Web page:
A study by Kuniyoshi et al. (2021) showed a relationship between phototherapy, neonatal jaundice, and childhood allergic diseases. They explained that, first, unconjugated bilirubin may suppress interleukin (IL)-2 production, which induces the T helper type 2 (Th-2)/T helper type 1 (Th-1) switch disorder. Second, phototherapy for neonatal jaundice could alter the levels of cytokines, such as tumor necrosis factor-alpha, IL-1-beta, IL-8, and IL-6, and directly result in DNA damage in lymphocytes. These changes may result in the Th-2/Th-1 switch disorder. The Th-2/Th-1 switch disorder can influence Th-2 predominance, which may, in turn, contribute to the subsequent development of allergic diseases.

Thus, any treatment that aims to decrease total serum bilirubin levels may be expected to increase the levels of eosinophils. They concluded that bilirubin is protective against allergic disease and that phototherapy may trigger allergic disease. These studies showed that jaundice and phototherapy increase the risk of asthma later in life [11].

Sangsari et al. (2020) stated in their study that there was a significant negative correlation between patients’ mean total bilirubin concentration before phototherapy and mean eosinophilia. As in this study, there was no significant correlation between total serum bilirubin and mean eosinophil count before and after phototherapy. On the other hand, a study by El-Sheikh et al. (2022) and Can and Hamilcıkan (2019) found a statistically significant positive correlation between bilirubin and eosinophil levels before PT.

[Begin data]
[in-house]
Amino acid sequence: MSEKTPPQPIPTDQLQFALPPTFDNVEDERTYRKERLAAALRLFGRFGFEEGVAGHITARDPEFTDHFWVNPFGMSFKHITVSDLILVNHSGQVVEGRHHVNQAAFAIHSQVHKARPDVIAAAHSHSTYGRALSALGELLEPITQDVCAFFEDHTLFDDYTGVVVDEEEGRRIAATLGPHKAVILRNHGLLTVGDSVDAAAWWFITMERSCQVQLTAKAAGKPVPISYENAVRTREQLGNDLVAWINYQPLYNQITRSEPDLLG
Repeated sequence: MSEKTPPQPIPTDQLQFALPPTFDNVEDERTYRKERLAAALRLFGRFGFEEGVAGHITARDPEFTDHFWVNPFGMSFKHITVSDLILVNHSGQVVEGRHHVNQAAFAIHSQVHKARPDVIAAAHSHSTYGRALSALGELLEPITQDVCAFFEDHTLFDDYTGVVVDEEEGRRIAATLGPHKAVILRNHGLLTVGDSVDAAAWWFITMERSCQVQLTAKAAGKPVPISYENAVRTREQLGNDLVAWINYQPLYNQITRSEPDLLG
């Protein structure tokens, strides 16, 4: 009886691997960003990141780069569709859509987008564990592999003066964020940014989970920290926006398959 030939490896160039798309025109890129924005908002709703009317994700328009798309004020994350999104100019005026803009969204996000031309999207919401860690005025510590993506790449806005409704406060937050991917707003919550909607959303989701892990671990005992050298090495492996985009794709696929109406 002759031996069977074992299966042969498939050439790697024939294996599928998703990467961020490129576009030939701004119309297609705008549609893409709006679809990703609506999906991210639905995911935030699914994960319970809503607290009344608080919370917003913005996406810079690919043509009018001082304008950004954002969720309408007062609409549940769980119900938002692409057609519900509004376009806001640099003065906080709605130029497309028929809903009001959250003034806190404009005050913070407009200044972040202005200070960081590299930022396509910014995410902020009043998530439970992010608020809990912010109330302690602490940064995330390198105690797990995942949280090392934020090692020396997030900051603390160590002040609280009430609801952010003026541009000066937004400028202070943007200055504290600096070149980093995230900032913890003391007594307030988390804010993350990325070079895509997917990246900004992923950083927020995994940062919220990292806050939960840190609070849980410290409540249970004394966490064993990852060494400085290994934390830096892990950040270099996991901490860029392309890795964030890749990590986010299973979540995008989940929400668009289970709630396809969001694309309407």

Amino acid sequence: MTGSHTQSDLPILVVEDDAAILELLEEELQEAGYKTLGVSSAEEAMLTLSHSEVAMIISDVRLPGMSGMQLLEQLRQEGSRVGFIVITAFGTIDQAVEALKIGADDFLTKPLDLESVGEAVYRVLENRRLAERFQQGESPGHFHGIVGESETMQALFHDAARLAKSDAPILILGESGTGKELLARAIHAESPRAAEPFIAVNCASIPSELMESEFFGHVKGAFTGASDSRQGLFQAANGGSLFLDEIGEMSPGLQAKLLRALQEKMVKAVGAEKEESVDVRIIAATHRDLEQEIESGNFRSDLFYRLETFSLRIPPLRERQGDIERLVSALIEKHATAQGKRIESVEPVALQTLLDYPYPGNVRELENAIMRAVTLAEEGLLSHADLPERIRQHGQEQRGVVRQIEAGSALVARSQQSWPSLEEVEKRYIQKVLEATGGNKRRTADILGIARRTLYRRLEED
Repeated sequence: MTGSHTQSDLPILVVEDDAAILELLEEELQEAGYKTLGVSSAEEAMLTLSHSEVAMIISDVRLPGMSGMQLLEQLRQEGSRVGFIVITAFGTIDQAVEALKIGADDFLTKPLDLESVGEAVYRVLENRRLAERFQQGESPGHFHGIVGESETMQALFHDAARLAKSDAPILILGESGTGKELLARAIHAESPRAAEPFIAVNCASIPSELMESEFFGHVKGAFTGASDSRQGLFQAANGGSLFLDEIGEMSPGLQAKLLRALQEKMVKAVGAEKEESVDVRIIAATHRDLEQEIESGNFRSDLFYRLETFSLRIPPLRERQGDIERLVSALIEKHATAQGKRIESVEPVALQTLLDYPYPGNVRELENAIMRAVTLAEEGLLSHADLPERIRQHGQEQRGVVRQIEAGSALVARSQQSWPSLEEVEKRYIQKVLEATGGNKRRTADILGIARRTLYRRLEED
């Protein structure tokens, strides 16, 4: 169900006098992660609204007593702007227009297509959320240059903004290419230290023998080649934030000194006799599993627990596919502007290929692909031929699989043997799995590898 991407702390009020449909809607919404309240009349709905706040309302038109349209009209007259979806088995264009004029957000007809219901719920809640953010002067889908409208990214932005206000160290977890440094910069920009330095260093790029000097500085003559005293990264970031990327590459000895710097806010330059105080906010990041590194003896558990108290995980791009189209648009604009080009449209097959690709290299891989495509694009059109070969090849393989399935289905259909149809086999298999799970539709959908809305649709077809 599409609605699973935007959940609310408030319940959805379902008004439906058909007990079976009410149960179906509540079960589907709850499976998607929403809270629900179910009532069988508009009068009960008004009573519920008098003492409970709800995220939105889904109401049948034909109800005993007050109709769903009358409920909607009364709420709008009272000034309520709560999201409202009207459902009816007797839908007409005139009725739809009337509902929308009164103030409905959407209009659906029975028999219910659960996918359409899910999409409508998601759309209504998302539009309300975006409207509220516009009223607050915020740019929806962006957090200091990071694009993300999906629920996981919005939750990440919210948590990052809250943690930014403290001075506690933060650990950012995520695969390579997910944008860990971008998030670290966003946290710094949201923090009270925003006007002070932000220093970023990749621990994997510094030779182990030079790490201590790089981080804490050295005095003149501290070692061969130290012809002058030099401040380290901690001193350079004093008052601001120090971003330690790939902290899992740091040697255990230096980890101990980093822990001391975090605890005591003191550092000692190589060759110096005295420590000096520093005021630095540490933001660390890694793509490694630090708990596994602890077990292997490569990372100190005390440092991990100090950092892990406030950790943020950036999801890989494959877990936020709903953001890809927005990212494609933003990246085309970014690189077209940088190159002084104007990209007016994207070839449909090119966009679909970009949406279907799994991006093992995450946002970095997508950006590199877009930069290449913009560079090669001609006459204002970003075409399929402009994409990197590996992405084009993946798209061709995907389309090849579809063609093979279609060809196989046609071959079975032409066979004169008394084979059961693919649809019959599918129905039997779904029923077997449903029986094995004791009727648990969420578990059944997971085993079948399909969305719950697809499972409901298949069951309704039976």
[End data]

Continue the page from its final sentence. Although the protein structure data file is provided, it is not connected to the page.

In our study, following phototherapy, the patients who received more sources of LED PT had higher levels of eosinophils, although not significantly. This aligns with the study by Beken et al. (2014). The fact that LED PT emits a larger amount of irradiance at a longer wavelength might account for this situation. As a limitation of our study, the effects of LED and conventional PT on eosinophil levels were not compared. Indeed, conventional PT is not used in our unit anymore [12].